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Puritan Revolution and Republicanism

  • History of Liberty Seminar 2001
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Tags U.S. HistoryPolitical Theory

03/01/2004Joseph R. Stromberg

The transforming ideology of the American Revolution consists of four elements: liberalism, republicanism, English law, and Protestantism. Liberalism was developed by the Levellers, saying that natural rights could be evolved from natural law.

English law lends itself to the rights of Englishmen as the Colonists understood them. Constitutionalism held that certain laws were above the King. Protestantism created new occasions for state intervention. In New England the church and state largely merged in practice.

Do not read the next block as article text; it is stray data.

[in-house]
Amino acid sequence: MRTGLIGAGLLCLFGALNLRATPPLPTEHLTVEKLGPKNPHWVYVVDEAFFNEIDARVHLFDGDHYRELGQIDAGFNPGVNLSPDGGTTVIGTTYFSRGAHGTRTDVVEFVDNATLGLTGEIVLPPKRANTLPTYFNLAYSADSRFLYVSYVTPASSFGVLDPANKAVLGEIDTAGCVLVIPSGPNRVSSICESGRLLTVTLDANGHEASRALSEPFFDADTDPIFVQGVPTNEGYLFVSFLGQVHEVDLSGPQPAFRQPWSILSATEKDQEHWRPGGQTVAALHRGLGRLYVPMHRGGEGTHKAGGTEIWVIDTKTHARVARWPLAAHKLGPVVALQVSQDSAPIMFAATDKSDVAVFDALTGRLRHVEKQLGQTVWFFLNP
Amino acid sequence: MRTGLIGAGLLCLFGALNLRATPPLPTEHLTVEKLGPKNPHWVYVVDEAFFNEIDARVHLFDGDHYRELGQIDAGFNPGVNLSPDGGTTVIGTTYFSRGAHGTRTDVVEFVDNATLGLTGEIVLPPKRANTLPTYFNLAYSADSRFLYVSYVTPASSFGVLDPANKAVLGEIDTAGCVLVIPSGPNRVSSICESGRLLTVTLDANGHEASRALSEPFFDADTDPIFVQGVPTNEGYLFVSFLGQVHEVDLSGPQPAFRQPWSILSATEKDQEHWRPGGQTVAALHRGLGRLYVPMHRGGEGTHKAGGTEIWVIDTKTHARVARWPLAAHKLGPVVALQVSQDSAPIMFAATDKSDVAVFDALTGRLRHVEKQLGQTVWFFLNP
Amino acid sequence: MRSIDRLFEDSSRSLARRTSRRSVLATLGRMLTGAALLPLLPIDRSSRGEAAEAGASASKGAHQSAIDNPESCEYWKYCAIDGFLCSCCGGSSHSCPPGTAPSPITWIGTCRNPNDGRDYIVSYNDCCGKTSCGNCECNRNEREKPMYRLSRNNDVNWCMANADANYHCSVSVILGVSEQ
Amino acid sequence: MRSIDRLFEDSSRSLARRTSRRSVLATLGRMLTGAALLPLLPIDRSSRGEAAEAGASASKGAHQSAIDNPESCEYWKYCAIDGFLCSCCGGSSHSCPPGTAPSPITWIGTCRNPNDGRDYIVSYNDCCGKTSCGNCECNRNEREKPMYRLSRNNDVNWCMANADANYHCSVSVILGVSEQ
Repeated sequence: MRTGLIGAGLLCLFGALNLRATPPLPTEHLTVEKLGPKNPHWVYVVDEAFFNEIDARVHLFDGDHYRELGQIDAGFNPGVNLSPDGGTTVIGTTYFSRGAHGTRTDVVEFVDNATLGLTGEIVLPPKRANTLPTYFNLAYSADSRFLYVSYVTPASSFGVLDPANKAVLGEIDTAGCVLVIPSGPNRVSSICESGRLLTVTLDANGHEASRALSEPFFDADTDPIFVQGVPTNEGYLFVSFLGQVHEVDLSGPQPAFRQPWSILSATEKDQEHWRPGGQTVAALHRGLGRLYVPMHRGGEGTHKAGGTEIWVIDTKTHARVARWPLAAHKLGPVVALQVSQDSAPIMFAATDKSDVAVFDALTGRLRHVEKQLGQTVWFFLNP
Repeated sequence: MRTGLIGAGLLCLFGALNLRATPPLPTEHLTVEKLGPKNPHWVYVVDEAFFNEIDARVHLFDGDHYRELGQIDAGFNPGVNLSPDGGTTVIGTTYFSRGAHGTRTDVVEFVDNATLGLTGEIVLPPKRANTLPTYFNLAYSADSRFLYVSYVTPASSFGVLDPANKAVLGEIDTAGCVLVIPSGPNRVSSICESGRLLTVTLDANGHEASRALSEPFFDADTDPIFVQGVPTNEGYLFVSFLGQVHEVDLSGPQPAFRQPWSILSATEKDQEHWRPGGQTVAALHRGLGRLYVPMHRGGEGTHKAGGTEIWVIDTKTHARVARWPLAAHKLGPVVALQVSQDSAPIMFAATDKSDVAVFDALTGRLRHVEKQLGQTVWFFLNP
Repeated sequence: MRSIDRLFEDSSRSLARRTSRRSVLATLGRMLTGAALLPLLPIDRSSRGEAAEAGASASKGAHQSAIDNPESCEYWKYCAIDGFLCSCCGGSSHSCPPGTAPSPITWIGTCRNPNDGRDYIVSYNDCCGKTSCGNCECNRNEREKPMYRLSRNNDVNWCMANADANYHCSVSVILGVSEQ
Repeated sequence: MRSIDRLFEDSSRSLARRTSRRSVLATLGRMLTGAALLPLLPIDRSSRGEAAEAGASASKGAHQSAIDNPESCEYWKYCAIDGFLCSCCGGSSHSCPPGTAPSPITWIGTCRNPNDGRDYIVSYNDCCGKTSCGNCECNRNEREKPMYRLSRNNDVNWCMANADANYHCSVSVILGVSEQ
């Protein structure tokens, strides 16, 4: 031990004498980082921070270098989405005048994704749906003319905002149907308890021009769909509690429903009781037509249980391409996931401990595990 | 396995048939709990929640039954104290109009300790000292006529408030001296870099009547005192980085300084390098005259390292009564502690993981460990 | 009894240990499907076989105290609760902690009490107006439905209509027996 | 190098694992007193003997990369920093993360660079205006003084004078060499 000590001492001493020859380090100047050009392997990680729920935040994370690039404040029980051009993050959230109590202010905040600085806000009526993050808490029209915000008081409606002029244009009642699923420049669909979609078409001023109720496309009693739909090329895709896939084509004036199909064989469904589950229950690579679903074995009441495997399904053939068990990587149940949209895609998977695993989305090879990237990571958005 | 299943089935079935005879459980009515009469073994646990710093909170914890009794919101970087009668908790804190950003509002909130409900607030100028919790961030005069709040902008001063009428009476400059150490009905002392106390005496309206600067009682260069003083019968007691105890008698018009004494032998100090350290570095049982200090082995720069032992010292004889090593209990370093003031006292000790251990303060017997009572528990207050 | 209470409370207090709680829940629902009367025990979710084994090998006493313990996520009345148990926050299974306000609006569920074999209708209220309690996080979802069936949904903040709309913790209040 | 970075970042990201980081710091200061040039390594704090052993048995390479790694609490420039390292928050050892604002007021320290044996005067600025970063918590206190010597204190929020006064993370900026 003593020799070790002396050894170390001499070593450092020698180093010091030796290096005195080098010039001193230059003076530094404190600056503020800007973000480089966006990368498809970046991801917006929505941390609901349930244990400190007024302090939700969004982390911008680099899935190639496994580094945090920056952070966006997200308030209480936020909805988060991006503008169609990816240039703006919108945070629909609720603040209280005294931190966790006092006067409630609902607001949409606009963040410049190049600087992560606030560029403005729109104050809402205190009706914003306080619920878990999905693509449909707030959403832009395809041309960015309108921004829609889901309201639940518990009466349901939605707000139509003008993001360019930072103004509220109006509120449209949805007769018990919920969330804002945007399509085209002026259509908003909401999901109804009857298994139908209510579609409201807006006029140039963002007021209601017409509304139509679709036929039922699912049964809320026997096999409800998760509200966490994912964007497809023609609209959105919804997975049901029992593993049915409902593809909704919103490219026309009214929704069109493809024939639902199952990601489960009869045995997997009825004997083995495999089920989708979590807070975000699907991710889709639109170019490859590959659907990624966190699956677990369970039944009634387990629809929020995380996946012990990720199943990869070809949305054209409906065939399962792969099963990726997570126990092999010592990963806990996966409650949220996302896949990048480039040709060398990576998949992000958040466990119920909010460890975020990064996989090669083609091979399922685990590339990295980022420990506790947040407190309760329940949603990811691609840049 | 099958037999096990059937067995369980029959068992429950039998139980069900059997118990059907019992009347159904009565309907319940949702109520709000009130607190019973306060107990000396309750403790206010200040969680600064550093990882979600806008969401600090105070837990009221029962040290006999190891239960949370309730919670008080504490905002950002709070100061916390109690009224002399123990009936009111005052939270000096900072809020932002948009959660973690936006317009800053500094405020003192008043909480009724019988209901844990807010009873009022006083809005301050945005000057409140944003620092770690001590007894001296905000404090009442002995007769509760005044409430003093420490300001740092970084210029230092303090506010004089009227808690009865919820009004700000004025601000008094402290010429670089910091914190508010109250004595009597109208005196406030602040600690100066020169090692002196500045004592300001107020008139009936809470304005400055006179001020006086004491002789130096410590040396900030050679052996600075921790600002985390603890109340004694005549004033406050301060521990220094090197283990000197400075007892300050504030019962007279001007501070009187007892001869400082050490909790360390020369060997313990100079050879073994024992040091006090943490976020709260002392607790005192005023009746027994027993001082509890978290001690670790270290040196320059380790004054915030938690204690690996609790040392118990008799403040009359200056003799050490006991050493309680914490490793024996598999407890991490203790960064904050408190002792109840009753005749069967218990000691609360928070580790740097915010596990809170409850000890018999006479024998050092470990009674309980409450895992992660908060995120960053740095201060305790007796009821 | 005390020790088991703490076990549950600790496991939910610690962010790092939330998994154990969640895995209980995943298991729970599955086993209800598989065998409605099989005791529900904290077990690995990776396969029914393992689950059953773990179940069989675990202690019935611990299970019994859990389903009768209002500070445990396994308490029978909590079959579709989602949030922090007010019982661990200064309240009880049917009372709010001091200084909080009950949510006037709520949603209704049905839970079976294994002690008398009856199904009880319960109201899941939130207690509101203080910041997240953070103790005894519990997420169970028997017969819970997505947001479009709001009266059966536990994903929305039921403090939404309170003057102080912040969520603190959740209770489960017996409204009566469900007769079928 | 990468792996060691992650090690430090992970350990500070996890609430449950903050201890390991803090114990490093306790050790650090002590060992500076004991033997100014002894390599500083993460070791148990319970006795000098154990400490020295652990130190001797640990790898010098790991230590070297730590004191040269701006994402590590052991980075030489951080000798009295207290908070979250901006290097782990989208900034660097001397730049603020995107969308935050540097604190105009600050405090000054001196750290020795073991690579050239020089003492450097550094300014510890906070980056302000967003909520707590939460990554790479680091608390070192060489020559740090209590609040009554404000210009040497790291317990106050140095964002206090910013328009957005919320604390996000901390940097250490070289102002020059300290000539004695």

Republicanism broadened the citizenship base. The Long Parliament in 1641 had a large Presbyterian section. Oliver Cromwell emerges out of all this and becomes a dictator. The new model Army wanted to make policy. Levellers come from this. The notion of self-ownership develops here. The Puritan Revolution is reined in by Cromwell. Republican ideas come into the picture by 1651 just before the restoration. Americans saw George III and his standing armies after 1763 undertaking the bad things they feared.

The downside to republican theory was there was a theory of government but not of rights. That can go off into nationalism. They dreamed of an empire which remains republican.

From the 2001 History of Liberty seminar.

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